7th January 2018
The New Year started off with a bang with portents of the approach of a massive tropical cyclone in Thailand - Pabuk, the likes of which ‘had not been seen since records began’.
We were still on Koh Lanta, an island and within the reported path of the storm, albeit at the Southern edge. After squinting at the projected route and listening to locals, we decided to stay put, whilst much of the island emptied out as the storm approached.
Jim scoffed as I made sure Landy was able to make a getaway, if needs be, but otherwise we were going to relax. We had a windy meal overlooking the sea to celebrate the birthdays of Grace, my youngest and Kristjan my grandson, who both have January dates.
We had slightly anxious messages from around the globe, asking if we were affected - and we were and we weren’t.
Some of our family were leaving anyway to continue their holiday in the Phillipines and we watched nervously to see if their flights were cancelled - they weren’t.
The day before they left it turned out that both Jessica (one of my daughters) and I had got our menfolk out of bed in the middle of the night in our little bamboo resort huts, because there was the sound of something munching or scratching under our beds. I had heard this noise several times and I was now all of a twitch as the bedhead was gently vibrating. Jim groped around under the bed but could see nothing, but the crunching sound continued. In the end I had to lie at the other end of our bed covered by mosquito nets and try to put the thought of creepy crawlies, imagined or otherwise, out of my mind. Later I read a couple of reviews of these similar resorts with the little wooden chalets and people reported that some kind of beetle had kept them awake with a vibrating, munching sound! So it wasn’t just me.
What was particularly strange, was that Jessica and I had both decided on the same night, that inspecting for noises under the bed in the dead of night was definitely a job for the boys. We all laughed.
Back to the storm, the Thai government had banned boats, dives and fishing throughout the region for the duration of the cyclone, but on Koh Lanta, the car ferry to the mainland was still operational and locals felt that the impact would be minimal, so we sat it out, whilst the media exaggerated the drama and talked of thousands of tourists marooned, people hunkering down in their hotels, whilst locally the resorts grumbled about the adverse economic impact of ‘over-reporting’ for effect.
Whilst some islands were harder hit, certainly where we were, we were still able to eat and drink in the beachside cafes, and fairly ineffectual plastic sheeting was erected and whipped around In the wind and heavy rain! Waiters delivered food to customers under large red umbrellas.
We saw signs, hanging lamps and roadside huts damaged but little else. The sea was noisy, angry and the waves were crashing choppily on the strand. It was very wet, but not deadly in Koh Lanta.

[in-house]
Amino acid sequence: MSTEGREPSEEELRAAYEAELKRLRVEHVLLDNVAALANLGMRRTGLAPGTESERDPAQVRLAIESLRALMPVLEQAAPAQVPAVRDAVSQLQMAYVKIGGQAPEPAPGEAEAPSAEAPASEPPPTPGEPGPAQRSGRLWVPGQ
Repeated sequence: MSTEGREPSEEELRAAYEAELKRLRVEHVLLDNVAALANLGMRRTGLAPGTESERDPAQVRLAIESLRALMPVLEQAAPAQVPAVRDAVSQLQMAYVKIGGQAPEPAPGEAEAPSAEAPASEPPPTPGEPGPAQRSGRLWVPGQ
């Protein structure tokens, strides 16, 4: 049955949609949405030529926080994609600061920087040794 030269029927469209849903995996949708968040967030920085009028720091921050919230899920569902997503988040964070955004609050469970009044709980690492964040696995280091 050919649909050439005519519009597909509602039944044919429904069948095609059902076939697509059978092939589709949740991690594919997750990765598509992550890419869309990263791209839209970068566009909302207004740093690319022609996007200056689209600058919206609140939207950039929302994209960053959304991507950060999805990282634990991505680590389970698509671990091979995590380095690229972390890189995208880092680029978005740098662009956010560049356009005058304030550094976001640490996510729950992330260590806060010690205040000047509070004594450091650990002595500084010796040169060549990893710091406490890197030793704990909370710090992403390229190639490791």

What was a bit of a disaster for us though was that Landys’ pop-top roof was leaking badly and whilst we slept indoors, all our bedding and mattress was soaked in the storm. By the time we looked a few days later, it was not a pleasant sight! Luckily you are never far from a laundry in Thailand.
As we finally left the family, the lovely beaches, the roadside monkeys and the incredible sunsets of Koh Lanta, to return to our travelling ways, we resumed our journey South of Thailand towards Satun and the Malaysia border. We drove through luscious coconut, banana, mango and pineapple groves and wondered how Malaysia with its greater per capita income would differ?
The ground here in Thailand was still wet following on from the storm and we passed swampy expanses which looked perfect for crocodiles! A couple of times Jim shouted that he had spotted a snake on the side of the road. And I was half glad I had not seen them, but hoped that I would, particularly from the safety of the car.
It wasn’t long before my turn came. It was the largest snake I had ever seen outside of a zoo. Long, black and quite thin, slithering away from the edge of the road as the car approached. I was glad it was not on my footpath!
The first night of our onward journey, we could not sleep in the car, because the bedding was wet. We found accommodation easily in Satun, still in Thailand, but close to the Malaysia border.
The second night, soon after we had uneventfully entered Malaysia, we found a spot to camp by the side of the road, close to houses and got ready for bed.
As we were getting ready and had turned down the lights, we were both aware of the presence of a large black, fast moving insect in the car. At first I thought it was a large black moth trapped inside. Jim had complained about something hitting his back. Then I shrieked when it hit me in the face and then was perturbed as it seemed to scuttle away on the floor beneath me. Was it a huge flying cockroach?
Out came our emergency insect can and we sprayed under the seats and both climbed up into the safety our bedloft. Then it suddenly appeared again at my side up in the bed! I screamed this time and tried to trap it with my newly laundered, but not totally dry duvet! In spite of my best squeezing and squashing, when I moved my hand it ‘beetled off’ towards the end of the mattress. Jim crawled around with his torch trying to find it and more insect spray was liberally dispensed. We never did locate it.
And as I write, I am terrified that if I fall asleep it will creep out over me. Is it just me? This feels too much like a ‘I’m a celebrity get me out of here’ jungle experience, for my liking. Jim however, is already fast asleep.
We are looking forward to staying with friends in Penang, when we can get to grips with the uninvited wildlife in the car!